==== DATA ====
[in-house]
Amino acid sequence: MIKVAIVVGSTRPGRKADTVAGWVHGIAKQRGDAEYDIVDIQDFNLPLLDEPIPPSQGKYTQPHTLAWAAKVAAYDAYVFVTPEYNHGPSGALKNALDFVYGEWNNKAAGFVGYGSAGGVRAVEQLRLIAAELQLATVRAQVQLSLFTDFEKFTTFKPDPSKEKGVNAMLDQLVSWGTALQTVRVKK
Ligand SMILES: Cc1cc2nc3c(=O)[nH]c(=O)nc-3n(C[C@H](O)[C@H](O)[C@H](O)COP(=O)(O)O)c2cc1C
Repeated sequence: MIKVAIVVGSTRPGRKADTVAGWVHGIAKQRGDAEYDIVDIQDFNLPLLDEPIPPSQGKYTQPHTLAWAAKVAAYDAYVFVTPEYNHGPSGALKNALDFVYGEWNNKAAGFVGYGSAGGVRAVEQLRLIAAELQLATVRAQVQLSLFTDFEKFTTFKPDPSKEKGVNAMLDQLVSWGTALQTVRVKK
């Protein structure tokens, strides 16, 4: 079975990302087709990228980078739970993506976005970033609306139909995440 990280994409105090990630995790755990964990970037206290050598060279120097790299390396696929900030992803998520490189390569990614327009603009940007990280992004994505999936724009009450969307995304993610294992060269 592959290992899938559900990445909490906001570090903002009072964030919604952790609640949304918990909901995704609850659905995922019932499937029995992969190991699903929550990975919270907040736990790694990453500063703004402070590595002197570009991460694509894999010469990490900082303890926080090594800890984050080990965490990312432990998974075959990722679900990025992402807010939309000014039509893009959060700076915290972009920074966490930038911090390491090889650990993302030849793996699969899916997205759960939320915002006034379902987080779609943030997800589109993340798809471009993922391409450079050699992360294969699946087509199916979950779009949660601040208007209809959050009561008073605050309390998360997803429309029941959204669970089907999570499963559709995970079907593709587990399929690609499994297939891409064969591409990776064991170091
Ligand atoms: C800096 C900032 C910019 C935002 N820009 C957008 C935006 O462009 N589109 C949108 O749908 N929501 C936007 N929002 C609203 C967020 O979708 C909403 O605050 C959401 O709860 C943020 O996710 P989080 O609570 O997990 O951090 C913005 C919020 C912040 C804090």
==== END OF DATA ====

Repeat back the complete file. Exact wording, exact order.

[in-house]
Amino acid sequence: MIKVAIVVGSTRPGRKADTVAGWVHGIAKQRGDAEYDIVDIQDFNLPLLDEPIPPSQGKYTQPHTLAWAAKVAAYDAYVFVTPEYNHGPSGALKNALDFVYGEWNNKAAGFVGYGSAGGVRAVEQLRLIAAELQLATVRAQVQLSLFTDFEKFTTFKPDPSKEKGVNAMLDQLVSWGTALQTVRVKK
Ligand SMILES: Cc1cc2nc3c(=O)[nH]c(=O)nc-3n(C[C@H](O)[C@H](O)[C@H](O)COP(=O)(O)O)c2cc1C
Repeated sequence: MIKVAIVVGSTRPGRKADTVAGWVHGIAKQRGDAEYDIVDIQDFNLPLLDEPIPPSQGKYTQPHTLAWAAKVAAYDAYVFVTPEYNHGPSGALKNALDFVYGEWNNKAAGFVGYGSAGGVRAVEQLRLIAAELQLATVRAQVQLSLFTDFEKFTTFKPDPSKEKGVNAMLDQLVSWGTALQTVRVKK
């Protein structure tokens, strides 16, 4: 079975990302087709990228980078739970993506976005970033609306139909995440 990280994409105090990630995790755990964990970037206290050598060279120097790299390396696929900030992803998520490189390569990614327009603009940007990280992004994505999936724009009450969307995304993610294992060269 592959290992899938559900990445909490906001570090903002009072964030919604952790609640949304918990909901995704609850659905995922019932499937029995992969190991699903929550990975919270907040736990790694990453500063703004402070590595002197570009991460694509894999010469990490900082303890926080090594800890984050080990965490990312432990998974075959990722679900990025992402807010939309000014039509893009959060700076915290972009920074966490930038911090390491090889650990993302030849793996699969899916997205759960939320915002006034379902987080779609943030997800589109993340798809471009993922391409450079050699992360294969699946087509199916979950779009949660601040208007209809959050009561008073605050309390998360997803429309029941959204669970089907999570499963559709995970079907593709587990399929690609499994297939891409064969591409990776064991170091
Ligand atoms: C800096 C900032 C910019 C935002 N820009 C957008 C935006 O462009 N589109 C949108 O749908 N929501 C936007 N929002 C609203 C967020 O979708 C909403 O605050 C959401 O709860 C943020 O996710 P989080 O609570 O997990 O951090 C913005 C919020 C912040 C804090």